This would be immensely valuable to students covering some of the classics in their school studies, as well as for those of us who would like to revisit a golden oldie but with limited time to do so. Just visit some of the suggested links to upload to your mobile device and start ‘reading’!
As mentioned in an earlier post, I have been ‘reading’ (via a CDs-and-book combination) ‘the Inheritance of Loss’ – a book by Kiran Desai which won the Man Booker Prize in 2006. I had picked it up in my search for books reflecting issues of globalisation.
Set mainly in the foothills of the Himalayas, it tells the stories of several characters interwoven by family and work relationships, amid the legacies of post-colonial India, and the local struggles for political independence. Position, power and politics all play a part in this tale – with some predictable outcomes – and a perspective into cultures quite different from my own.
Since finishing (and enjoying) this book, I have searched to see how others had reviewed and found a mix of praise and criticism for the prize winner. Some reviews were quite effusive in their compliments, while others decried Desai as using too many stereotypes and betraying the culture of many Indian people groups.
Comments used in reviews include:
a series of parallel stories… each quixotic
‘literature of tourism’ – a fascinating introduction to a particular time and place
overwhelmed by detail
gripping stories of people buffeted by the winds of history, personal and political
the book gets under your skin
a bleak view of the clash of the ‘first world’ with the ‘third world’
It’s interesting to see the polarisation of reviews which often occurs with awarded books. These also made me wonder how the book might be received differently based on your ethnic background – would people who lived in, or knew the ethnic cultures, be accepting as I was of the way characters were portrayed and acted in the tale? Is that where the acceptance or rejection of the novel diverges greatly? Perhaps based on our own cultural baggage?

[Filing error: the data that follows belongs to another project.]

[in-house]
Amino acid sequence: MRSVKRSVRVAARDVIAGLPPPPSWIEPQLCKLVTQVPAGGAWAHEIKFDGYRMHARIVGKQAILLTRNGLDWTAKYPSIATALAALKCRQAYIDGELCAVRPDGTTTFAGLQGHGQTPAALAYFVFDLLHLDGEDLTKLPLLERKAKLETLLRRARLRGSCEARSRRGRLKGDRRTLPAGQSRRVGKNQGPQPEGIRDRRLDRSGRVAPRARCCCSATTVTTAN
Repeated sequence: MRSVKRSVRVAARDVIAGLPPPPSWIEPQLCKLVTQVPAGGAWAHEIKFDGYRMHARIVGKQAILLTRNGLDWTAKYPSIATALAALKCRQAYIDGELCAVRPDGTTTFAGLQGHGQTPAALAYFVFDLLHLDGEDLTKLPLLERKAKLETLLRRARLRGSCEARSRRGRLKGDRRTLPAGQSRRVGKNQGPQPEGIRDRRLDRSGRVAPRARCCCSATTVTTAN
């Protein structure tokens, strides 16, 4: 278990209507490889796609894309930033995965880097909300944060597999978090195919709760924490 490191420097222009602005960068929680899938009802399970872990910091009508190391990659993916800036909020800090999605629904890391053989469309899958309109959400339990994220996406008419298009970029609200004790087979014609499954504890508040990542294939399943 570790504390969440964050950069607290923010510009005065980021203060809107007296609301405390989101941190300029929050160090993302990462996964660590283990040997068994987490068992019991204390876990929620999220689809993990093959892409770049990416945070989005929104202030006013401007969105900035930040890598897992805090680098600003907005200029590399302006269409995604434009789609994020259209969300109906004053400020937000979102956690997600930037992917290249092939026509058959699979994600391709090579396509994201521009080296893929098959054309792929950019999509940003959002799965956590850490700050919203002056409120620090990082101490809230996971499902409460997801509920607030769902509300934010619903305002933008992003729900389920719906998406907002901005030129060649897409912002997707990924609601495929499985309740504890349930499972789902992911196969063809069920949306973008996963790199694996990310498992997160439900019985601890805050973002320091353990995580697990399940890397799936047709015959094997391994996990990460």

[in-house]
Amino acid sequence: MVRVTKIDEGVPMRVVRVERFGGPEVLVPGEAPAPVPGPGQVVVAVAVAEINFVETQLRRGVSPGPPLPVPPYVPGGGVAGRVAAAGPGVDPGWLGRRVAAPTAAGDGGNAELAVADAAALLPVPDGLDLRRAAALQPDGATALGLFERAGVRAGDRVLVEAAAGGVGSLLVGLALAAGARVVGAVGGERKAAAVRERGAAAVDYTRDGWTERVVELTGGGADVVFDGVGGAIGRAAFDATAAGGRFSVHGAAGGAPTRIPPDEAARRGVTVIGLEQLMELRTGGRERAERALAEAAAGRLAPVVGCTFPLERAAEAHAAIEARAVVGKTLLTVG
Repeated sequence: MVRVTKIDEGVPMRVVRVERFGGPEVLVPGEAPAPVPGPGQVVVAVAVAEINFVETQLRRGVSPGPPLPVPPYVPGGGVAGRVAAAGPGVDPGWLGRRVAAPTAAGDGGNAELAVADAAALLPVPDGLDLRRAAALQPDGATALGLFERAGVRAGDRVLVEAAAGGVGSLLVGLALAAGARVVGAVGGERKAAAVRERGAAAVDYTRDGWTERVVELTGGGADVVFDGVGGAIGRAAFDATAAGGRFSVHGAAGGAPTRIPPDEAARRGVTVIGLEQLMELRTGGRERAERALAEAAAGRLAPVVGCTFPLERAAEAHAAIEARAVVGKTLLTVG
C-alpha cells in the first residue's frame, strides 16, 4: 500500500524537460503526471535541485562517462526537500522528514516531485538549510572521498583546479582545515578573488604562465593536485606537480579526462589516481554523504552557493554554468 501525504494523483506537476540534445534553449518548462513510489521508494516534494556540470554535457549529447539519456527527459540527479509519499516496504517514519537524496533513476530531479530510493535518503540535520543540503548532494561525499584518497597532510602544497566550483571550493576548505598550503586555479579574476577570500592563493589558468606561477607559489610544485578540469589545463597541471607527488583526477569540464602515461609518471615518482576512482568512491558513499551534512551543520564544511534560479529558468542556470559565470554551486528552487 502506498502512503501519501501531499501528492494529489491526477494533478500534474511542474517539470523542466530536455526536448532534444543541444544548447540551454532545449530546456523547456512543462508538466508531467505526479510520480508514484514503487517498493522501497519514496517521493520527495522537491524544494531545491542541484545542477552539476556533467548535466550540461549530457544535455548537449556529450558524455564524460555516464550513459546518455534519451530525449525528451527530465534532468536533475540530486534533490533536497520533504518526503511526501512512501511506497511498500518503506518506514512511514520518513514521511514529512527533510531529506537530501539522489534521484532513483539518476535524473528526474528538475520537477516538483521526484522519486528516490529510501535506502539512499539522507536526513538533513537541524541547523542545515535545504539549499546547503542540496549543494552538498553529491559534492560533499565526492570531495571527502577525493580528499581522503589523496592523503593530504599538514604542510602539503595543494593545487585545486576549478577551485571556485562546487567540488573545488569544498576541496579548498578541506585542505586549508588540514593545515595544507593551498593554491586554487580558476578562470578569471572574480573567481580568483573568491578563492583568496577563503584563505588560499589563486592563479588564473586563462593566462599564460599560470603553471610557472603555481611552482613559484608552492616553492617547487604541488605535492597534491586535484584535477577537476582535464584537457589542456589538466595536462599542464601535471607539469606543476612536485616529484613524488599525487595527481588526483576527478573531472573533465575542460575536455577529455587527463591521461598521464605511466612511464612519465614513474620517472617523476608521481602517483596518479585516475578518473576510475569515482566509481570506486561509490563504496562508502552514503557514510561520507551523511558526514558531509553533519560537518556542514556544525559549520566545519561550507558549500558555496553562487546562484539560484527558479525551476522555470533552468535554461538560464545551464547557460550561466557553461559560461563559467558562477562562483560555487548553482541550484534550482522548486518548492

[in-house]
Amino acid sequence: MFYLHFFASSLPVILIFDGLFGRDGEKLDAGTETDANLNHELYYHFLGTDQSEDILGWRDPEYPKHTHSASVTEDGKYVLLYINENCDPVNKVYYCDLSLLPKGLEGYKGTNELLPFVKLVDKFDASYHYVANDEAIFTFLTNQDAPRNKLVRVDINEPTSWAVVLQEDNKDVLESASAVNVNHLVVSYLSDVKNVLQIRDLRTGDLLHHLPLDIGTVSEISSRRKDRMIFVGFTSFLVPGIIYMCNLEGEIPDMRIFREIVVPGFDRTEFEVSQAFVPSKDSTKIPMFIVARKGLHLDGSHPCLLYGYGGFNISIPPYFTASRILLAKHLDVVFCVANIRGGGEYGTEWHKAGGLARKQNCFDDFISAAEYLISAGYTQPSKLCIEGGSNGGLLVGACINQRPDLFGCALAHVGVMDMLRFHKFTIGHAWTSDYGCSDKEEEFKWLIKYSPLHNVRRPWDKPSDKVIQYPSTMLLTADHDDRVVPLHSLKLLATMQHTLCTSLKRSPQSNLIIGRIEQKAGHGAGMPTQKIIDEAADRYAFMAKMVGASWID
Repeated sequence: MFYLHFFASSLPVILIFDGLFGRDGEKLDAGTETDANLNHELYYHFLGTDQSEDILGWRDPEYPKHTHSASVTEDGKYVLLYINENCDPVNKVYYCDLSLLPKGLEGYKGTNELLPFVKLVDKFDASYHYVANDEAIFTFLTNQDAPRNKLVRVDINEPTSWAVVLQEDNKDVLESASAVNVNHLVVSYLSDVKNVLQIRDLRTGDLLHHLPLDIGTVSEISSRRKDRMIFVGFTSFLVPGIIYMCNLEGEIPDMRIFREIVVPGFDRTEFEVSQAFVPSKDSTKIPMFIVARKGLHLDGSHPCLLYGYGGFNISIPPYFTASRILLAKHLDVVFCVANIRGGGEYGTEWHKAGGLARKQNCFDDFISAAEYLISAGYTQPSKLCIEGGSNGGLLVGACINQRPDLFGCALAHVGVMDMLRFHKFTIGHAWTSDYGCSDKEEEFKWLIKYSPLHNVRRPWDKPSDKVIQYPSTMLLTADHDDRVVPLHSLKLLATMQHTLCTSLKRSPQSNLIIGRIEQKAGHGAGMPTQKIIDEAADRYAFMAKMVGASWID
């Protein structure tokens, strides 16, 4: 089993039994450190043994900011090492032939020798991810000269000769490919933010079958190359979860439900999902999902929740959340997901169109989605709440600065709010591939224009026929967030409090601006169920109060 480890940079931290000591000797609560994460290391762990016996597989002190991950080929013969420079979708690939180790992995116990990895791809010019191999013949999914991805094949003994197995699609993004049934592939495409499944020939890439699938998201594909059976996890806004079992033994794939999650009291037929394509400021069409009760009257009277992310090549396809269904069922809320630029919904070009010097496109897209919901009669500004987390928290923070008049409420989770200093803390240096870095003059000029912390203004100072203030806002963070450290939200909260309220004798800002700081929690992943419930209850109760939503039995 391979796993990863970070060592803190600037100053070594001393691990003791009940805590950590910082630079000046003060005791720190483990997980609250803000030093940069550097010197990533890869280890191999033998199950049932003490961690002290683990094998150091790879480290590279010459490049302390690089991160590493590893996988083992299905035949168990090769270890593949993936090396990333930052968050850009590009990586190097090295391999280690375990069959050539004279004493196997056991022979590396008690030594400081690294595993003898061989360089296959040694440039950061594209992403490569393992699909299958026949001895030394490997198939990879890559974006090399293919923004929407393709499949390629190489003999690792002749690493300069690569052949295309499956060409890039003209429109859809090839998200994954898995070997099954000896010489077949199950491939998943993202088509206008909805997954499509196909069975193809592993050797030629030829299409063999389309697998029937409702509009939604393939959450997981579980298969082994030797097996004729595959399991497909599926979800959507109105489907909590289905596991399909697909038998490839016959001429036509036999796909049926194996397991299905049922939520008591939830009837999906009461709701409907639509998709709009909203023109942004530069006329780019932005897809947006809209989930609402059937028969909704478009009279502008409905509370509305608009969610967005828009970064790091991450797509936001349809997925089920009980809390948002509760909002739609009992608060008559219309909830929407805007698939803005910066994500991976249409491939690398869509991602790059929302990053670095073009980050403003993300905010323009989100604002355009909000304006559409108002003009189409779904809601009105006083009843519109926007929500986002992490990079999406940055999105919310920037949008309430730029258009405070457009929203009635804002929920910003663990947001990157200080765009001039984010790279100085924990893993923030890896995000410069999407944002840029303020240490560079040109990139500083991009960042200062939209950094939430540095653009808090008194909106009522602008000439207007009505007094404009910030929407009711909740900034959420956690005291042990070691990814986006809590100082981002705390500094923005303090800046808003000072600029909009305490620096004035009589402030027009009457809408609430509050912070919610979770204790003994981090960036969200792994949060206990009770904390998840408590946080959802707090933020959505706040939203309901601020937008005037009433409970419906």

‘Reading’ using an audio production may have had an input to my enjoyment of the novel, read as it was by experienced narrator, Sam Dastor. This gave accents and voice to the characters which my personal reading-from-the-page may have missed. It certainly gave me things to laugh at in the car, as humour was interwoven with the daily struggles of Sai, Biju, Noni and Lola, and the Judge. And the language Desai uses is, at times playful, at other times precise, reflective and colourful. Perhaps that is why I also felt the need to purchase a physical copy of the book – and to see the shape of her words, and to see the names of the people and places in the tale.
I recommend picking up either copy (audio or book), or, as I did, try both! As usual comments and feedback welcome!
I have recently been looking into audiobooks through some of the free options offered by the Sync community for Young Adults. Through this option, I have been able to trial both contemporary and classic novels suitable for teenagers.